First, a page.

The launch market likely faces a shortfall of capacity in the near-term, but also faces the risk of oversupply in the longer term, a new report from McKinsey finds.

The launch market is in flux, as a number of legacy vehicles near retirement and replacement heavy-lift vehicles face delays, and many new vehicles in development have yet to enter the market. A McKinsey report authored by Chris Daehnick, John Gang, and Ilan Rozenkopf, considered three scenarios for potential growth of the space sector by 2030, examining the interconnectedness of demand for launches and supply of launch capacity.

McKinsey estimated demand on the low end is about 18,000 satellites with an average mass of 540 kg will be deployed by 2030. In the “base level” scenario, 24,000 satellites with an average mass of 870 kg would be deployed by 2030. And the high-demand scenario assumes that 67,000 satellites with an average mass of 1 ton are deployed by 2030 — a scenario in which satellites are replaced frequently and there are many heavy-payload-mass flights to space stations and beyond.

“If the high-demand scenario plays out, demand would rise quickly and then gradually fall as constellations reach a steady state — assuming there are no more new entrants. The trajectory in the base-case scenario would be slightly different, with demand peaking by 2028 and then remaining steady. In the low-case scenario, demand would remain around current levels up to 2027 and then dip briefly, since fewer of the concepts deployed require continuous replenishment. Starlink’s evolution is a prominent factor in all scenarios,” the report says.

The impact of SpaceX’s Starship rocket is a major question in the report. SpaceX could potentially fly Starship daily by 2030, sending over 100 tons to orbit per launch, which would dramatically impact price in the industry. But McKinsey pointed out this development timeline is uncertain, and if Starship becomes operational, initial launches may be focused on Starlink. (SpaceX stood down from a planned Starship flight test on Monday.)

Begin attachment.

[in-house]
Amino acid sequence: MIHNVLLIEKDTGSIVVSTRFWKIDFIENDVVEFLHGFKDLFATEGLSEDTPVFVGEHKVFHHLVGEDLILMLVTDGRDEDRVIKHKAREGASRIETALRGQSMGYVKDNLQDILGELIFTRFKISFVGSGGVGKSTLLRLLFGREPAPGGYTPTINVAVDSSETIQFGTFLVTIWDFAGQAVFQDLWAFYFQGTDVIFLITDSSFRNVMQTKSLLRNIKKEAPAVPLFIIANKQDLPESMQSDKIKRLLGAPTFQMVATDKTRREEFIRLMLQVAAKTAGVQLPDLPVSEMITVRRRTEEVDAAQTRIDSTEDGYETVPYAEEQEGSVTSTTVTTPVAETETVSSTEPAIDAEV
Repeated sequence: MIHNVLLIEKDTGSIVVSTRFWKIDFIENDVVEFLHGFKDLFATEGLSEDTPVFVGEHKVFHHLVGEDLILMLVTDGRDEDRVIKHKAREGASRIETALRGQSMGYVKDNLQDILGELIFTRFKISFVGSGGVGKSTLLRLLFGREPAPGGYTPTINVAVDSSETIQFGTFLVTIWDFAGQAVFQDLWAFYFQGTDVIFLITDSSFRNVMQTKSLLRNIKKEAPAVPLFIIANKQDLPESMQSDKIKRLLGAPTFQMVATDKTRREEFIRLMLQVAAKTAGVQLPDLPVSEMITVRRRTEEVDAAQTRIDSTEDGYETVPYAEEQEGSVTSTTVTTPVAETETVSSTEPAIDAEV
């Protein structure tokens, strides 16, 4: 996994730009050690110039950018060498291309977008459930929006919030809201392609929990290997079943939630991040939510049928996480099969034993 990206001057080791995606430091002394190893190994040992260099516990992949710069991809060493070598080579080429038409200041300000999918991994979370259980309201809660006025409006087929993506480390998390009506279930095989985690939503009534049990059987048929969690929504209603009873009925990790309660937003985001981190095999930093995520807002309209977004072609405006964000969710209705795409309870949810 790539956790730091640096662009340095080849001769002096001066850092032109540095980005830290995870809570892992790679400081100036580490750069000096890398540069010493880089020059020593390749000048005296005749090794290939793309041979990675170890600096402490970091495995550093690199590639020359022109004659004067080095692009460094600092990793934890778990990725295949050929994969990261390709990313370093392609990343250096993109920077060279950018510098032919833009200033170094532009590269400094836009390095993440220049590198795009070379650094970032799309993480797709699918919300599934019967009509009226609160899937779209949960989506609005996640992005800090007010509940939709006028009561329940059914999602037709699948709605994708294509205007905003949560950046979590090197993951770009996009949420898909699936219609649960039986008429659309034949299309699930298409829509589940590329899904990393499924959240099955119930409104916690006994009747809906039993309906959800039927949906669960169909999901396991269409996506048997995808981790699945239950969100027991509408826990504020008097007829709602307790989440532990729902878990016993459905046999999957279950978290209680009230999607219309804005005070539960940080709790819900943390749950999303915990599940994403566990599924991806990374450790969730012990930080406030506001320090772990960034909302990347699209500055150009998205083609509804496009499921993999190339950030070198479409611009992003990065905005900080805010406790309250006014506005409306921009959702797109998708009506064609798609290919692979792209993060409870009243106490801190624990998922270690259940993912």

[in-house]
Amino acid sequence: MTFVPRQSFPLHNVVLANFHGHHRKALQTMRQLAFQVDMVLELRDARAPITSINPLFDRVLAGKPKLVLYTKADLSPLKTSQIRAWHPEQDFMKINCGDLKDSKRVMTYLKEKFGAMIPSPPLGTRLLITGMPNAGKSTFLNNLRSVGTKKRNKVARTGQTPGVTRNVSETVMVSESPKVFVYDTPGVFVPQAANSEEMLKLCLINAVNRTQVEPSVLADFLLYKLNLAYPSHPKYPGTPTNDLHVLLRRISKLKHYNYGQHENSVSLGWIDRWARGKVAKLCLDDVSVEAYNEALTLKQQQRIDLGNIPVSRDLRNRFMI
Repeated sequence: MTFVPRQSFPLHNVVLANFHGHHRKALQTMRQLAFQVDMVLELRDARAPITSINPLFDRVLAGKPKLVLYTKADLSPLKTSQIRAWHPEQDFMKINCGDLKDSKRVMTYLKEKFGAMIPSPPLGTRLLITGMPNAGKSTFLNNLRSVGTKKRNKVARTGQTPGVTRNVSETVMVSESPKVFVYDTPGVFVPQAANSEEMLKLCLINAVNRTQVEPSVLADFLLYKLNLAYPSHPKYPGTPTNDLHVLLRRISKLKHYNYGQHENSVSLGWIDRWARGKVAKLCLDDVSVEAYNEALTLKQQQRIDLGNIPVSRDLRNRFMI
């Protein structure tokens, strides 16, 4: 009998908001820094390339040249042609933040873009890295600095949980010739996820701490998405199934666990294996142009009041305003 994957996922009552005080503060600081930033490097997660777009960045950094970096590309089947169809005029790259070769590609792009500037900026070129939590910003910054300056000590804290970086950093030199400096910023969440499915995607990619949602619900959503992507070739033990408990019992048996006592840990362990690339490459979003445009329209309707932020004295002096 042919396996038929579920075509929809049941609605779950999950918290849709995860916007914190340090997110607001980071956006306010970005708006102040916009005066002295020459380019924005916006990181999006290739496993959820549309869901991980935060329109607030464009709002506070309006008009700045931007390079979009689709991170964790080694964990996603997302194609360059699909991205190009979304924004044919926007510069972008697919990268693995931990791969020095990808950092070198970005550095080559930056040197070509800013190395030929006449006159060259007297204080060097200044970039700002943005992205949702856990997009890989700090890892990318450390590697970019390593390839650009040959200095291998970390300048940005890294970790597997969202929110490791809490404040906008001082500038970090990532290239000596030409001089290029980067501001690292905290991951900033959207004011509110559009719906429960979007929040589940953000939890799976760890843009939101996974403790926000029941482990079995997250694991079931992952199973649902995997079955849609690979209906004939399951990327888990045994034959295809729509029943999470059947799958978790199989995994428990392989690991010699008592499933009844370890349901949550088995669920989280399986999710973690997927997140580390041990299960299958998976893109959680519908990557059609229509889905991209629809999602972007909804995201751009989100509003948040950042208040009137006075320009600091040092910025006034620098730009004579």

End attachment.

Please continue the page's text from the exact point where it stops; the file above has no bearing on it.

If Starship does not ramp up and Starlink V2 deployment is delayed, there would still be a short-term launch shortage for the “base-case” of demand. But if the low demand scenario plays out, McKinsey estimates that medium and heavy launch providers would have excess capacity in the near-term.

The report finds there is likely to be a short-term supply shortage as legacy vehicles are retired.

“As legacy vehicles ramp down and the industry transitions to next-generation platforms, a short-term supply shortage may open the window to a period of opportunity,” the report says. “Providers that can speedily ramp up their operational capabilities have a chance to capture market share, assuming vehicle reliability and the ability to control costs.”

But in the long term, there is a risk of oversupply. “In the longer term, as providers increase launch rates and vehicles become more reliable, there is a risk of oversupply, at which point cost control is likely to become a vital factor in remaining competitive.”

This article was first published by Defense Daily sister publication Via Satellite.